The Agulhas had favourable ice conditions in what was still a hostile environment
The project to find the lost ship was mounted by the Falklands Maritime Heritage Trust (FMHT), using a South African icebreaker, Agulhas II, and equipped with remotely operated submersibles.

The mission's leader, the veteran polar geographer Dr John Shears, described the moment cameras landed on the ship's name as "jaw-dropping".
"The discovery of the wreck is an incredible achievement," he added.
"We have successfully completed the world's most difficult shipwreck search, battling constantly shifting sea-ice, blizzards, and temperatures dropping down to -18C. We have achieved what many people said was impossible."

 courtesy of NASA : Enduring Antarctic Sea Ice
Why was Endurance discovered this time?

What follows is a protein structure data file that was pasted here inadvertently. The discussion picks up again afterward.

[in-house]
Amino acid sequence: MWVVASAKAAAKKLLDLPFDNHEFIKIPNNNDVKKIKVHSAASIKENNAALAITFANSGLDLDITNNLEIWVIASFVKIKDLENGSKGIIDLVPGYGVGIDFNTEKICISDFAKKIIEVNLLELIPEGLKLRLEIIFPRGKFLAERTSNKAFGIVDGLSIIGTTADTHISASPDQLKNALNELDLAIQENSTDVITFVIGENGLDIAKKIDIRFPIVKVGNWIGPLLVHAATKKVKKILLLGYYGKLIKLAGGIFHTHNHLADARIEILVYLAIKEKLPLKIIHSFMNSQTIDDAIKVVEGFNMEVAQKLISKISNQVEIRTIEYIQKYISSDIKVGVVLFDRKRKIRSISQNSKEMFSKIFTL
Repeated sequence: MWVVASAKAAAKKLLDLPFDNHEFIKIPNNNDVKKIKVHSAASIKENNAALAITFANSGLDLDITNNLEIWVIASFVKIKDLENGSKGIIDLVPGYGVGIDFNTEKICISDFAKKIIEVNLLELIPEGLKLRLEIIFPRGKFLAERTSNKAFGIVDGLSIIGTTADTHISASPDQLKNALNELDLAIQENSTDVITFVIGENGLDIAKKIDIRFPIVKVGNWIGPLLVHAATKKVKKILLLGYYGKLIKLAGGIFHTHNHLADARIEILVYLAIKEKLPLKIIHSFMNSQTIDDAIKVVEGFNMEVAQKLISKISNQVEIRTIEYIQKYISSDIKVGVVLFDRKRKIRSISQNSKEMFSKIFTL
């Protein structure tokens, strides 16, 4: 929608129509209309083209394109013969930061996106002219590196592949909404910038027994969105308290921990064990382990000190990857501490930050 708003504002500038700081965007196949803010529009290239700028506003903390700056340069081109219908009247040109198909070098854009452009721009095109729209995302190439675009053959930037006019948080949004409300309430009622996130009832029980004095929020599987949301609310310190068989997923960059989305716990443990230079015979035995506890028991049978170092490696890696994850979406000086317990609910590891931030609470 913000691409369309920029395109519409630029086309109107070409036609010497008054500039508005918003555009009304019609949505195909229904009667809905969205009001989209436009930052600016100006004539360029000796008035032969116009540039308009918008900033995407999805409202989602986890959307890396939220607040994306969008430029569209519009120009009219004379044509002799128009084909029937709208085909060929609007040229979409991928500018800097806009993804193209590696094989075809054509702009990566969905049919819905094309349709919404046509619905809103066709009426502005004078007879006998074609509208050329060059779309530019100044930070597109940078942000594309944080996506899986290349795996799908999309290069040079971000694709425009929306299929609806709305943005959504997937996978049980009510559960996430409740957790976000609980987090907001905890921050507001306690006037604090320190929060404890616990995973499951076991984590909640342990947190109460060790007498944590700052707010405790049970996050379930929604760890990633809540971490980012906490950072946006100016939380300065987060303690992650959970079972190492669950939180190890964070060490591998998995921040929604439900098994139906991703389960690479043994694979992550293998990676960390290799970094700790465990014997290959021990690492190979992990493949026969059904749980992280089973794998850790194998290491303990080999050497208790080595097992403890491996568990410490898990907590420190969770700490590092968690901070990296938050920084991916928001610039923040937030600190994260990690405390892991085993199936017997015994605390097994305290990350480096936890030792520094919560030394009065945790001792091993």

Lessons learned from the past, for sure.
Also, the new submersibles, operated by  @Ocean__Infinity, are clearly very capable.
But @Endurance_22 were also lucky.
They had the lowest ever Antarctic sea-ice extent in the satellite record! 
see ice boundary March 5th

Limit of permanent ice on the general UKHO map with the GeoGarage platfom
Where was the ship found?

Endurance was spotted in the Weddell Sea at a depth of 3,008m.
For over two weeks, the subs had combed a predefined search area, investigating various interesting targets, before finally uncovering the wreck site on Saturday - the 100th anniversary of Shackleton's funeral.
Photo, video and a laser pictures of Endurance22 displayed in the control room of the AUV on board of S.A.Agulhas II. 20220307, Esther Horvath (see Voyis I / II)
The days since the discovery have been spent making a detailed photographic record of the timbers and surrounding debris field. The wreck itself is a designated monument under the international Antarctic Treaty and must not be disturbed in any way.
No physical artefacts have therefore been brought to the surface.

Mensun Bound: "She's sitting upright" on the seafloor